Social justice measures such as poverty reduction, mental health interventions and improved moral education of young people were preferred over capital punishment by all legislators when they were asked to rank the most effective policies to reduce serious crime. Just one individual chose “more executions.”
However, when they were first interviewed, most of the legislators had assumed that public opinion was still strongly in favor of retention. When they were shown the results of our 2019 study suggesting that this was mistaken, their support for abolition jumped from 61 to 81 percent, an overwhelming majority.
Reflecting its broader, liberal stance, Taiwan has already taken the first legal step toward abolition by incorporating the International Covenant on Civil and Political Rights into its domestic law. This obliges it “not to delay” abolition.
The US Supreme Court sometimes makes decisions on the basis of what is termed “evolving standards of decency.” It is a concept applicable internationally. For example, at the start of this century, no country had legally recognized same-sex marriage. Now 30 do, mostly advanced nations in Europe and North America, and of course, Taiwan.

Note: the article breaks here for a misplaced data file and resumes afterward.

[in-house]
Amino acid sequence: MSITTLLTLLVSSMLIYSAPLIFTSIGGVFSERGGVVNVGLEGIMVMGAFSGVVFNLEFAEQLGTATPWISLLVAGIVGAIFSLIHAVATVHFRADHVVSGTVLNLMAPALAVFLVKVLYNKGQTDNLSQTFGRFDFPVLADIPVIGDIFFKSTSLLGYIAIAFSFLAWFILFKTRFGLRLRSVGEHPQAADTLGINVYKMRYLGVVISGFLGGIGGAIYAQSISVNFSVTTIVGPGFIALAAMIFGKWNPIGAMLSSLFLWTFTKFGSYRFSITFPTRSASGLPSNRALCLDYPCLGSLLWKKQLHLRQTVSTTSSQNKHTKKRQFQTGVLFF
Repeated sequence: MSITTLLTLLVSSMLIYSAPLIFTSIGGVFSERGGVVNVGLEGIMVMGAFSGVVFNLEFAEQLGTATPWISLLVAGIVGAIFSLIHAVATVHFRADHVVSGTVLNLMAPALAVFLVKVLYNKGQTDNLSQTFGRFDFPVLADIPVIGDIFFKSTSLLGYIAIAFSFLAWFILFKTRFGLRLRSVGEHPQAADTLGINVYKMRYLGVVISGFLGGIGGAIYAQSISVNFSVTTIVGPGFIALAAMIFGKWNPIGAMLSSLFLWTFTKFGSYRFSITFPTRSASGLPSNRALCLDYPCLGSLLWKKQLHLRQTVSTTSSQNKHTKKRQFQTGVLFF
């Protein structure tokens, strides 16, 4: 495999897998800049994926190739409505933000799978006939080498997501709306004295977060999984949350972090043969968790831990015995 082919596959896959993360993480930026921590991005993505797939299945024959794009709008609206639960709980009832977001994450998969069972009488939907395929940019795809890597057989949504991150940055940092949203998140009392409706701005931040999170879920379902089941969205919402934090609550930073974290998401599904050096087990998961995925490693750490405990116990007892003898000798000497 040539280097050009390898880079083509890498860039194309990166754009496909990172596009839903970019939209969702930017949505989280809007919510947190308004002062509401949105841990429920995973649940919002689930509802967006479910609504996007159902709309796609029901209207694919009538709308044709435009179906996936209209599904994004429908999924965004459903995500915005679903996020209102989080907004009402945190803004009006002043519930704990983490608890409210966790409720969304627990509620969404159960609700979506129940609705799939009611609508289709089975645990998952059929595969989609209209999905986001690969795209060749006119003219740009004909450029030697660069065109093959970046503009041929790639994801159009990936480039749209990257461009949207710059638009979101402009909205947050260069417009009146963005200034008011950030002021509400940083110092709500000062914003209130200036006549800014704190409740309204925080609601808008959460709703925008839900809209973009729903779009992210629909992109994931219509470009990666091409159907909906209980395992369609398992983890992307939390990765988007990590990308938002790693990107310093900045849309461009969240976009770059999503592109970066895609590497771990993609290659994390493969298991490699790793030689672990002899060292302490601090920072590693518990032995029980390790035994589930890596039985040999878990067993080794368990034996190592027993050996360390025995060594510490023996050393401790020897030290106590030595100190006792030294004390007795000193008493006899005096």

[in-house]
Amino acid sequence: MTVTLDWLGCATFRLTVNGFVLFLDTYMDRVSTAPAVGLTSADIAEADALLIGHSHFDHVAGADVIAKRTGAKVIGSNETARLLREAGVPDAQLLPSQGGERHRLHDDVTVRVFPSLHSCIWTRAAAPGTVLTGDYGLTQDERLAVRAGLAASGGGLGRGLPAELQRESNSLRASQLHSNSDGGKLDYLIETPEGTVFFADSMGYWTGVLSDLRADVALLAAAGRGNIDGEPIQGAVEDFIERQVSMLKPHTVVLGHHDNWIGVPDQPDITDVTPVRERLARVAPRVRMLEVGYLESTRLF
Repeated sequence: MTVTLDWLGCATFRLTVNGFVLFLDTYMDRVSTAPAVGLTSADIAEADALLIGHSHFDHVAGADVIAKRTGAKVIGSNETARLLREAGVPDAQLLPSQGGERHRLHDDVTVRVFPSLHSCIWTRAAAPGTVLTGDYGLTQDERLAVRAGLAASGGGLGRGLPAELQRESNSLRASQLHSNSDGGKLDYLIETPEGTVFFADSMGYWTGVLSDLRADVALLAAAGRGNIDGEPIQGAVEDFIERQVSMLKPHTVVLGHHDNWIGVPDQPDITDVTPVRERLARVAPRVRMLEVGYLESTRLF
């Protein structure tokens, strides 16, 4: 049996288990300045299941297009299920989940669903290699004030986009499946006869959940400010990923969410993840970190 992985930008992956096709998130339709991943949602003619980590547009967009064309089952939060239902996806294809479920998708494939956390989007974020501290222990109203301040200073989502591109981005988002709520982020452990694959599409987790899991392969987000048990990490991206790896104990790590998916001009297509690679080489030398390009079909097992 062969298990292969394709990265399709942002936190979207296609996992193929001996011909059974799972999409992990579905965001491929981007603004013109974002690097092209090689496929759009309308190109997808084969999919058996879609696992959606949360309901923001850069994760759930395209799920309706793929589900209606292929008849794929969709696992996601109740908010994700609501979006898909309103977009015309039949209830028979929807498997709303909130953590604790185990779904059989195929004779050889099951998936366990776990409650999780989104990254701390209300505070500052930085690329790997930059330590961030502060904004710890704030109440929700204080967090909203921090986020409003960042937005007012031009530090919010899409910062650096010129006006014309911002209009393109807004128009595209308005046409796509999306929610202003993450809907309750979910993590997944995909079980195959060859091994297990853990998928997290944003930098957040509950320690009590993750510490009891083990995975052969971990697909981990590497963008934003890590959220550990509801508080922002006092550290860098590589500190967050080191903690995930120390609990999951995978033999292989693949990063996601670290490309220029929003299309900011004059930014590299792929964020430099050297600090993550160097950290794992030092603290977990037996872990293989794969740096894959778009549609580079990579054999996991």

A century ago, very few countries had abolished the death penalty, although Venezuela became the first to do so as far back as 1863.
With only 17 percent of the world’s nations continuing to sentence prisoners to death and, sometimes, to execute them, Taiwan’s retention of capital punishment looks increasingly like an aberration, a deviation from its admirable, progressive path.
Having already recognized the benefits of adhering to international human rights standards, abolition of the death penalty would further enhance Taiwan’s reputation and standing with like-minded democracies.
Carolyn Hoyle is a professor of criminology at the University of Oxford and director of the Death Penalty Research Unit. Saul Lehrfreund is coexecutive director of the Death Penalty Project and a visiting professor of law at the University of Reading.